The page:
Season Preview: Flames Defense Reasonable Expectations

Kent Wilson
October 07 2011 03:44PM

 

 

This is the companion piece to my reasonable expectations for Flames forwards. We're talking about point totals here which are even worse at capturing a given players true value when it comes to defenders, but it's an interesting line the sand nonetheless.

I repeated the process I used for the forwards here: averaging each guy's scoring rate at both ES and on the PP from the last three seasons and then making some educated guesses about his ice time and extrapolating from there. Like the previous posts, I assumed about 48 ES minutes per game broken up between the six primary skaters, as well as six minutes on the PP.

Player ES ice time ESP/60 Expected ice expected ESP PP ice time PPP/60 Expected ice Expected PPP Total
Bouwmeester 20 0.60 1640 16 2.5 2.75 205 9 26
Giordano 19 0.83 1558 22 4 4.00 328 22 44
Butler 16 0.60 1312 13 2 2.59 164 7 20
Hannan 15 0.47 1230 10 0 0.00 0 0 10
Sarich 13 0.70 1066 12 0 0.00 0 0 12
Babchuk 13 0.90 1066 16 3.5 4.58 287 22 38

Discussion

- With Regehr gone, I fully expect Giordano and Bouwmeester's ES ice to get bumped a bit, even if they don't play on the same pairing. I downgraded Sarich to the third pairing with Babchuk and then guessed Hannan and Butler would land somewhere betweent he two extremes.

- As you can see, Bouwmeester's scoring rate is underwhelming at both ES and PP. That was true of him in both FLA and CGY. Of course, he has always played against pretty tough opponents in less than ideal circumstances, but with his skillset and at his price range, that level of output remains underwhelming.

- Giordano projects to be the blueline leader in points again. Last year was his lowest ES point pace in the last three, so it wouldn't be a surprise to see him back at the 0.8-0.9 rate again.

- Although he has some obvious faults, Anton Babchuk has certainly scored at a high rate throughout his brief career in the NHL. If he was good enough to play more than 13-14 minutes at ES, he could be a 50 point guy. As it is, though, he can still probably do some damage if the team continues to shelter him as much as possible.

- Not sure what to make of Chris Butler's expected point total. Mostly because I still don't know what to make of Chris Butler. 

Conclusion

Unless JayBo comletely outperforms his last three seasons and gets more PP time than I assume here, he's going to be a object of scorn again due to his big contract. Giordano is the best bet to match or exceed the numbers listed here since his ice time is likely to go up, he boasted the best scoring chance ratio amongsts the regulars last year and had some of the worst luck. If the bounces reverse for him, he should easily meet or beat 44 points.

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Former Nations Overlord. Current FN contributor and curmudgeon For questions, complaints, criticisms, etc contact Kent @ kent.wilson@gmail. Follow him on Twitter here.
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#1 icedawg_42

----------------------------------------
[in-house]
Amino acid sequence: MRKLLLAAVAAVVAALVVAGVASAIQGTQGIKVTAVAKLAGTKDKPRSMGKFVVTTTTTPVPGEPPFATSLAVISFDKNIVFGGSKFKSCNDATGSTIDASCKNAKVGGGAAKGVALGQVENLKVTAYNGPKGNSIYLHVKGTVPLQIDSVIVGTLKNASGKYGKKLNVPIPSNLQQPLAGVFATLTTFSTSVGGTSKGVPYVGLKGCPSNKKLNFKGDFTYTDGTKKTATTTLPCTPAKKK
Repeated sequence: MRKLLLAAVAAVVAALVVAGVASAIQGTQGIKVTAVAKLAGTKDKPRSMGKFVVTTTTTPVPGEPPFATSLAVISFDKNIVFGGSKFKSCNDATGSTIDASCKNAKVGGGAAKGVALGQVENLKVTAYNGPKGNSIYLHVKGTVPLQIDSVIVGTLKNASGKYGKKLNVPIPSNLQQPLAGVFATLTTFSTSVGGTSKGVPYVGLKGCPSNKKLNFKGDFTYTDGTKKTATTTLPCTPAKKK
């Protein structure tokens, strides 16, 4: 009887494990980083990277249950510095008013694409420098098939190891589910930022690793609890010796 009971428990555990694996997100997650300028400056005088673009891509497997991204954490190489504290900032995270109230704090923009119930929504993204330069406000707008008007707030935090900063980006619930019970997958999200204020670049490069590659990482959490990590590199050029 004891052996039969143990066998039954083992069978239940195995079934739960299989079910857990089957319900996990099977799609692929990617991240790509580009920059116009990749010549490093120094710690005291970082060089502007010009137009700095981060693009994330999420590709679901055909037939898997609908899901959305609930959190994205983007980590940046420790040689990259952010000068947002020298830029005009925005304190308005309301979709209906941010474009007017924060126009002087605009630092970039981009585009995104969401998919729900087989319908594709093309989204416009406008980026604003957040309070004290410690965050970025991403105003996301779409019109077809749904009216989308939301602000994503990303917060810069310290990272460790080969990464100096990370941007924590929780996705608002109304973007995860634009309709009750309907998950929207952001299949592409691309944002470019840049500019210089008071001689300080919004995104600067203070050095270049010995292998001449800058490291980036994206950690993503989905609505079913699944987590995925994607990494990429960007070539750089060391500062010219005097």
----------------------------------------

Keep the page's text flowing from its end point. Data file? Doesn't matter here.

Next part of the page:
October 07 2011, 04:01PM
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I think Bouwmeester may exceed both expectations and recent history...but I've been wrong before. I just hope Hannan and Butler can perform adequately enough to keep Babchuck out of the top 4

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#2 icedawg_42
October 07 2011, 04:01PM
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and I'm not worried about Gio whatsoever.

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#3 ChinookArch
October 07 2011, 04:19PM
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Bouwmeester is the most intriguing out of all the defenders. He has the most raw talent among the group. As good as he is, he could be a lot better (at least as an offensive weapon). If the preseason is an indicator of what the team plans for him, he may be utilized like he was in Florida, where he sneaks in late as the 4th forward. If this is true, and it actually works, I could see a 15 goal season. Hard to bet on the guy after what we've seen, but Bouwmeester has the talent and skill to blow his previous performances out of the water.

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#4 marty
October 07 2011, 05:13PM
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good analysis, i think these numbers are achievable and if met will mean that scoring isn't an issue again this season lets just hope the team can play a more of a puck possession game and keep the puck out of their own net.

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#5 Stephan Cooper
October 07 2011, 10:25PM
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I worked out a similar system for an article on the Canadiens I'm working on. The thing is that I found that if you go by this method you end up underestimating offensive production for a couple reasons.

1. Injuries. Every lineup gets them and as a result, a player's minutes per game will go up relative to what you'd project here.

2. Other modes of play. I'm pretty sure your just using 5 on 5 and 5 on 4 data here. Thing is that 4 on 4, 5 on 3 and other less common modes of play tend to be more offensive minutes. Plus short handed play is worth a few goals each season. Long story short, about 11-12% of offense is not 5 on 5 or 5 on 4, which should be accounted for.

I couldn't think of a reasonably easy way to truly account for lost offense so ended up just inflating the numbers across the board to make up the difference.

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